Updated: Mar 1
Your GPA is an imperfect indicator of how successful you will be.
It measures how well you can follow old systems. It’s predicated on the belief that those same systems will provide for your success in the future. The post-2020 world has shown us that nothing guarantees success more than your strength of character.
THE ORIGINAL HALF-TRUTH we’re told when we enter the American education system is that our grades and GPA will decide our trajectory in life.
I graduated Princeton University with a GPA I’m not proud of (in hindsight). It was certainly lower than my parent’s expectations of me and the track record I had built up in high school and earlier.
At the time, I was terrified that I was letting everyone down. When I first entered Princeton University, I had built a stellar profile as a rising black engineer, and I had the accolades and the co-signs to prove it. I was awarded the African American Future Achievers Award by the Ronald McDonald House Charities organization, and I was part of the first cohort of Robert F. Smith’s Fund II Foundation S.T.E.M. Scholar’s program.
At a certain point during my first year in college, I realized I was living a lie, that I did not want to be an engineer for real, nor was I willing to put in the work necessary. The truth was all I wanted to do was get to the end of the road, where I could kick my feet up and be a technical co-founder of a billion-dollar startup just like the entrepreneurs I looked up to. BUT THERE ARE no shortcuts in this life, everything’s a process.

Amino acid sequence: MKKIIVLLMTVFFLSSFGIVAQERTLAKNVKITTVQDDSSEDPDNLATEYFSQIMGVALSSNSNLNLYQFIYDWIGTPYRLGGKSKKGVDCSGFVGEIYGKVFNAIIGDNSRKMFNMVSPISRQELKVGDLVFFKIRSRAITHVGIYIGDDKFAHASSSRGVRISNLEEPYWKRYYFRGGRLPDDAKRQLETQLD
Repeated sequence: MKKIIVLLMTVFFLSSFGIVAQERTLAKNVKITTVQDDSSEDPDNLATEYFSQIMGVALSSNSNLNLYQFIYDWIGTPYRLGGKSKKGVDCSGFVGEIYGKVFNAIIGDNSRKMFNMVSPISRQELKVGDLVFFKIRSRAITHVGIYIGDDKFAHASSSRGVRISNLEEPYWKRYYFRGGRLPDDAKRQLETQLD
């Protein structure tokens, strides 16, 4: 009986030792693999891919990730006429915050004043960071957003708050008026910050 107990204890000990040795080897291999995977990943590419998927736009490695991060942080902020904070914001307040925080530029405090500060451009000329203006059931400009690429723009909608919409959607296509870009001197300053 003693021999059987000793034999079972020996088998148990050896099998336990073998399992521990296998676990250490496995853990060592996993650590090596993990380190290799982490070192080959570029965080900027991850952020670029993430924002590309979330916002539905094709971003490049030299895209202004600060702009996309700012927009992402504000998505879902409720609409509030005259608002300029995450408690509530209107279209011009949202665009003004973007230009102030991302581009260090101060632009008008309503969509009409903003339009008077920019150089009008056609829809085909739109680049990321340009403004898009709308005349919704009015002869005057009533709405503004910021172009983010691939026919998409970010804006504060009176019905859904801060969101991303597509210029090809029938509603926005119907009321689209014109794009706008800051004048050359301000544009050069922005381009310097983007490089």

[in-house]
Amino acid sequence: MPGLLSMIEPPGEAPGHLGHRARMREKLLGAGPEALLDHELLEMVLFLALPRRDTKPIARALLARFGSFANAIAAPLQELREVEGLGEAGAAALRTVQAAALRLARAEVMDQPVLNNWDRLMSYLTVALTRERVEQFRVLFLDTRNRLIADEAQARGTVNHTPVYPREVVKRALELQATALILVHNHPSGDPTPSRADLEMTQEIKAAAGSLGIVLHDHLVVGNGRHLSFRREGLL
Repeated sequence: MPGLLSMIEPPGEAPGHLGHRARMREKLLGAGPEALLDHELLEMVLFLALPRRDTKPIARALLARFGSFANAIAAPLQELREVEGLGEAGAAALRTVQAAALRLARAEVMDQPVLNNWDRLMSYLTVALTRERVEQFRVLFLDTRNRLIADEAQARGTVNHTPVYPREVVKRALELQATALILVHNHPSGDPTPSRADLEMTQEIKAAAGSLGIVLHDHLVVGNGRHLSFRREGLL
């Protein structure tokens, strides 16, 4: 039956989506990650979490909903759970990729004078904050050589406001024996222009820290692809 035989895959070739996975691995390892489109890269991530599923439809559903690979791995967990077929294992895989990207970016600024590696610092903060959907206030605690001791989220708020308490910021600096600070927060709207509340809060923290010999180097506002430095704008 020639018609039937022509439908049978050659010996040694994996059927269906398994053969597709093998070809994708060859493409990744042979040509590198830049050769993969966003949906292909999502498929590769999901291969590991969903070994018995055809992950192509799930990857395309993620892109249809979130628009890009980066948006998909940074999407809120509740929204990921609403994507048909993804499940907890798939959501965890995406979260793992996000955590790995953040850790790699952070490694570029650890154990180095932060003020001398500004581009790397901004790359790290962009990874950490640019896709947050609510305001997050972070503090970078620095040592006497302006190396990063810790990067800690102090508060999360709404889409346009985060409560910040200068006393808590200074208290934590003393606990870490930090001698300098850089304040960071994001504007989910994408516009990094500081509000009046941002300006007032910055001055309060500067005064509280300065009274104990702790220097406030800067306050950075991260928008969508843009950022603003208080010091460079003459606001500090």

I DIDN’T UNDERSTAND that back then, so I railed against the systems around me and felt defeated and drained by a world I felt didn’t truly understand me as an individual.
I had a rough time because I was attempting to do something that had no precedent: crafting a personal legend built uniquely for Bayode Okusanya.
DURING MY EARLY years at Princeton, I was uninterested in structured education, and I was looking for answers to bigger questions about life and the world that I felt the traditional university system was not providing. I left the beaten path pretty early-on and I was very scared I wouldn’t make it. I eventually did, but not for the reasons I was told would be most important.
I made it because I did unusual things like focusing most of my time on meeting interesting people, connecting with alumni and building great relationships with them, and carving out a path based on Philosophy and Entrepreneur‐ ship that produced a set of experiences unique to me and how I personally learn – by doing. It turns out that even in those moments when we’re frustrated and things seem meaningless, life is trying to tell you something that reflects bigger truths about the reality all around us. All we have to do is pay closer attention to the lessons revealed in each moment.